Poor drainage is another major cause of wet basements. Water can suddenly start to appear as if it’s leaking up through the floor. It may appear where the walls and floor meet or come through cracks in the wall. There are different types of drainage systems used which range from French drains to crushed stones. For one reason or another, there may be damage or the system becomes plugged which causes the water to back-up.

Eaves trough Problems

An eaves trough system is used to prevent rain water and melting snow from overloading the drainage system and direct it away from the house. Unfortunately, many people neglect to keep the eaves trough in good repair, and let it to become clogged, or fail to ensure the water is being drained away from the home.

cracks in troughs can lead to basement leaks

Window Wells

Poorly constructed or badly maintained window wells can also cause your basement to experience leakage or moisture problems. Most often these wells require a little maintenance which can help stop leaks seeping through below grade windows! Any window within six inches of the ground requires a well with a drain to the footing!

window wells are a source of basement water leaks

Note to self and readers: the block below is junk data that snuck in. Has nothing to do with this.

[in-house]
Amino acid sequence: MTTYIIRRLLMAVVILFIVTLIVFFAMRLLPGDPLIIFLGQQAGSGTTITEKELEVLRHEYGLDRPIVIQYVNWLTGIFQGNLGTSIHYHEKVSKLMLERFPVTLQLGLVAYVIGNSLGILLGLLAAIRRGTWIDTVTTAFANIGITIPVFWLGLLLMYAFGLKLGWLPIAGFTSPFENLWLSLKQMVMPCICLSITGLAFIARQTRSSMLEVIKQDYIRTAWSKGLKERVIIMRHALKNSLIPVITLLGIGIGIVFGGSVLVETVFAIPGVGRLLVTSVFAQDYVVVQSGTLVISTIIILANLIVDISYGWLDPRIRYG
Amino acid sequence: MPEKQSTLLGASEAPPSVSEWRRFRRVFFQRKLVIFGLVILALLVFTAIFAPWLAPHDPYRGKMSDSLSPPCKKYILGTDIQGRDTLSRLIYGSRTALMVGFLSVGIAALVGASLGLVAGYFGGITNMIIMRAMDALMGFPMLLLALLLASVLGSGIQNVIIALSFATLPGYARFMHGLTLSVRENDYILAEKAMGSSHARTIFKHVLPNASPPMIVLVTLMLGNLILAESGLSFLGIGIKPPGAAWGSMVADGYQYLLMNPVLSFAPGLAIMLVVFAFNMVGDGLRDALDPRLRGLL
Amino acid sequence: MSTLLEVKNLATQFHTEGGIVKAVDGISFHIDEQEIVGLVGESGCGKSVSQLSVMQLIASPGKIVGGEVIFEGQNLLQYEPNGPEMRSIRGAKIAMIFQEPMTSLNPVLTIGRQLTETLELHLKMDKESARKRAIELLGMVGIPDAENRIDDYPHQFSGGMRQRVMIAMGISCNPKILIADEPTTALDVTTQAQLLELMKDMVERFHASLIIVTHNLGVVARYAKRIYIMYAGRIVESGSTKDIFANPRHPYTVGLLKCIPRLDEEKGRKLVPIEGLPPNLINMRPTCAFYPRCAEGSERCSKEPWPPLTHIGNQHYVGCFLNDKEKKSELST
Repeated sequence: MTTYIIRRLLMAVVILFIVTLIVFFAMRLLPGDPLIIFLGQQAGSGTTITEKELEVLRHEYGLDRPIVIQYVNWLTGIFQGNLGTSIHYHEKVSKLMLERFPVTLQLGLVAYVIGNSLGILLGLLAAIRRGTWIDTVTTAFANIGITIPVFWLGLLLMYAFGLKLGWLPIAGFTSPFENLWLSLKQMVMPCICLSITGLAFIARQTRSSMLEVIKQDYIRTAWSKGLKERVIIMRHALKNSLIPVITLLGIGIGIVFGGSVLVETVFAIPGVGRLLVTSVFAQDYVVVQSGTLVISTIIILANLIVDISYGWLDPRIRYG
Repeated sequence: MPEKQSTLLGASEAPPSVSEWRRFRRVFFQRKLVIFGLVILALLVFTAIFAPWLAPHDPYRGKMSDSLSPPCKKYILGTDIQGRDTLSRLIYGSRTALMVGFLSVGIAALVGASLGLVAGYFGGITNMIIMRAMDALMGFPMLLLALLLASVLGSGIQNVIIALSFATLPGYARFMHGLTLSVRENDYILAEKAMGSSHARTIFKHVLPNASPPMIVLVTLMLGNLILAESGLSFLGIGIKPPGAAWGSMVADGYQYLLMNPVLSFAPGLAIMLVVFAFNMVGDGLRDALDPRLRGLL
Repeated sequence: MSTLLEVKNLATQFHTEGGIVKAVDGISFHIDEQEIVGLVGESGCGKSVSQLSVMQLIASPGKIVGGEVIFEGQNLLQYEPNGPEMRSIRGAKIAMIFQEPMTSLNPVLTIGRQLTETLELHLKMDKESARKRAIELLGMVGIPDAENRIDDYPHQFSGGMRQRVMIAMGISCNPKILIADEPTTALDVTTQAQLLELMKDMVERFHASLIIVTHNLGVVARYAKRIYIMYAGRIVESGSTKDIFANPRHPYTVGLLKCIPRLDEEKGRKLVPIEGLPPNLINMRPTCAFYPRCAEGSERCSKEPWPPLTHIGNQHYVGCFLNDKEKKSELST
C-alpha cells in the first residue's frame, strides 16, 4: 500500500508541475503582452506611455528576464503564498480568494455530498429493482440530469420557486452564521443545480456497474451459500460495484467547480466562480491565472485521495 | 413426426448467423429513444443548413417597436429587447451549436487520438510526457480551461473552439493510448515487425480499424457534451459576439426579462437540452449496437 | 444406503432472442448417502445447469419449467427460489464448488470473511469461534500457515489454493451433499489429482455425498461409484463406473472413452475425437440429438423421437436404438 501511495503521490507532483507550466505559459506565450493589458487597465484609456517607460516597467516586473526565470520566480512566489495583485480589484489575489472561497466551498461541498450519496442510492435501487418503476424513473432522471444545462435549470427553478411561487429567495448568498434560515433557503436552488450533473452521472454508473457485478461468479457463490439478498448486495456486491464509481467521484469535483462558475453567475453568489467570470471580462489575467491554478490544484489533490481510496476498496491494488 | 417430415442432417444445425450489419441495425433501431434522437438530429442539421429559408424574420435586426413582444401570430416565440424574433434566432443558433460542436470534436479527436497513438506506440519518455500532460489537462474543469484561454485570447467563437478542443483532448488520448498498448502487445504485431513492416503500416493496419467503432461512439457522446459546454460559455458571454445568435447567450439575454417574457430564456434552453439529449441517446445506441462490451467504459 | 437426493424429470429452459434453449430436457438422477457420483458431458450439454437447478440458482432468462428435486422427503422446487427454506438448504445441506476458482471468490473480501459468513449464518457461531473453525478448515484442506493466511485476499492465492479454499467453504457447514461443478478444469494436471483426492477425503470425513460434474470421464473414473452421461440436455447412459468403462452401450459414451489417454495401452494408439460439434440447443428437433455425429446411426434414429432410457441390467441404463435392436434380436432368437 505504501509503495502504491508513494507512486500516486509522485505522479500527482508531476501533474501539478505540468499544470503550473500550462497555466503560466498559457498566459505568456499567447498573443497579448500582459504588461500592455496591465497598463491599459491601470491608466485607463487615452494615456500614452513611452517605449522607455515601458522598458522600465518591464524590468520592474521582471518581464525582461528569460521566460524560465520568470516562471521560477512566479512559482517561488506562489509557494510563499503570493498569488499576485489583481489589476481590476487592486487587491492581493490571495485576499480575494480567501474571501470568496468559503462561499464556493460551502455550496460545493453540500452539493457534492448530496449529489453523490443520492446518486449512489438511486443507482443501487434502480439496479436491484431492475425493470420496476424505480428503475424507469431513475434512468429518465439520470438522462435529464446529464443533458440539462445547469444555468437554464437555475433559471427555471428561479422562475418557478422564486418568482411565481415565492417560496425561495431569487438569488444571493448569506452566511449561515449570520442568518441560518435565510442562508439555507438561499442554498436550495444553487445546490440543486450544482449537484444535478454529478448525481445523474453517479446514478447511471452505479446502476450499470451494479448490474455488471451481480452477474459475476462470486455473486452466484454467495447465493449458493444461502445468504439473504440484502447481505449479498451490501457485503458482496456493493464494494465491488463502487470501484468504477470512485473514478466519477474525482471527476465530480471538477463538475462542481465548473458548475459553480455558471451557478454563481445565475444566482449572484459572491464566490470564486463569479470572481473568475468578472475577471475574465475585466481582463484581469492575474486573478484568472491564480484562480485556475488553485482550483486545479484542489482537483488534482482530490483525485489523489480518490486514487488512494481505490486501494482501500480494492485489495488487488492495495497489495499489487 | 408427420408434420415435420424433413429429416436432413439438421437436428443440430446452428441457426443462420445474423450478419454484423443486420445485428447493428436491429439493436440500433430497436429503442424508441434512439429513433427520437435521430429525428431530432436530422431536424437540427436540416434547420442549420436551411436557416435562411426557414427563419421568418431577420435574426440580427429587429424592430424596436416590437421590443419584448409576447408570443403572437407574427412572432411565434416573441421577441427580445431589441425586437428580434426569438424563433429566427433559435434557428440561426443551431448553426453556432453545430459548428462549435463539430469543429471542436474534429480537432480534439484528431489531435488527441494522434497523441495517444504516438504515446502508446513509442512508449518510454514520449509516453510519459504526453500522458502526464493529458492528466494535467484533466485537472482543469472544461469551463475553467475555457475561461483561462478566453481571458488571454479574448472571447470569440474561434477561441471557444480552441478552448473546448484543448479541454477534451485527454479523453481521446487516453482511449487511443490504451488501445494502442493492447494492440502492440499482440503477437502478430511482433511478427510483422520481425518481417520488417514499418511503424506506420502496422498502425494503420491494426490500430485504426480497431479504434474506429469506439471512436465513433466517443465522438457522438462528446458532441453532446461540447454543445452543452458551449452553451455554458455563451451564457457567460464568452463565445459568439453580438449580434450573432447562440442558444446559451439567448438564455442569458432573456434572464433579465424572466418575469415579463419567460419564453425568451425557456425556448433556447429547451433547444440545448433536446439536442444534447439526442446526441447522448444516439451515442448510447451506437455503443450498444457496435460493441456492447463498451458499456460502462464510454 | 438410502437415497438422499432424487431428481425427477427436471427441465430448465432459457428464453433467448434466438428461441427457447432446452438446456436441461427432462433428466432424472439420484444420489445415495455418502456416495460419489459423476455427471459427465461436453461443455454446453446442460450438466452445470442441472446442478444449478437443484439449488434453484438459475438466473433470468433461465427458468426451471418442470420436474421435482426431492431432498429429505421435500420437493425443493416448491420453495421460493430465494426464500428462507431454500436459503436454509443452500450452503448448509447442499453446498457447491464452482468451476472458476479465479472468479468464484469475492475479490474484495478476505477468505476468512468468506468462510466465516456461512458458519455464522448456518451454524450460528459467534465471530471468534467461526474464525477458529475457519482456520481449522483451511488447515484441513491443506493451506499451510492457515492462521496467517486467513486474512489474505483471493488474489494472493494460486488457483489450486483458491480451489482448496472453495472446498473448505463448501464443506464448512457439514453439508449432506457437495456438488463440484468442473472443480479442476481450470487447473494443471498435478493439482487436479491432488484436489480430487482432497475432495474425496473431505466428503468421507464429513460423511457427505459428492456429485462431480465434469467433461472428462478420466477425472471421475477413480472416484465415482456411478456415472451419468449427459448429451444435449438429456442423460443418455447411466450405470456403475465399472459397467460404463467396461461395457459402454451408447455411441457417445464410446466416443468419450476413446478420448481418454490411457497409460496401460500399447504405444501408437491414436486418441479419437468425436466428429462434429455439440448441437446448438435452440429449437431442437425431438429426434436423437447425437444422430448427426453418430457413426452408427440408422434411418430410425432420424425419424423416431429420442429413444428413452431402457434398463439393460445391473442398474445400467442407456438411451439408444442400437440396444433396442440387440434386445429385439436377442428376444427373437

Waterproofing Solutions

Depending on the cause of your wet basement problems, you will need the right solution to permanently fix the problem. The proper waterproofing solution will save you aggravation, prevent health and humidity problems. Additionally, proper waterproofing will give added value to your Toronto home.

There are 2 approaches that can be taken when to waterproofing your basement. They are interior repairs and exterior repairs. Truthfully though, the interior repair is not a real waterproofing solution, and is used for areas when the exterior of the foundation cannot be accessed.

Interior repairs are also used when lowering a basement. This process means that the floor and utilities are lowered, so the weeping tile and drainage board must also be lowered to account for the new depths.

Real waterproofing occurs from the exterior repair of the basement where we employ various layers of membranes to ensure no water can penetrate the worked on area.

Let’s examine both solutions in more detail so you will properly understand the differences.

Drawbacks of Interior Basement Waterproofing

Interior basement waterproofing does not employ the use of a sealant. True interior waterproofing allows a membrane to be installed into the interior of the home where we divert water underneath the basement floor to a drainage system (interior weeping tile).

Applying an over the counter sealant on the interior of a basement wall or floor, will likely result in causing the moisture to be trapped in the cracks, and cause further eroding of the foundation. The foundation problems will worsen over time. If the problem is caused by problems in the exterior drainage system or cracks, the interior is a more temporary solution as water still enters but is diverted.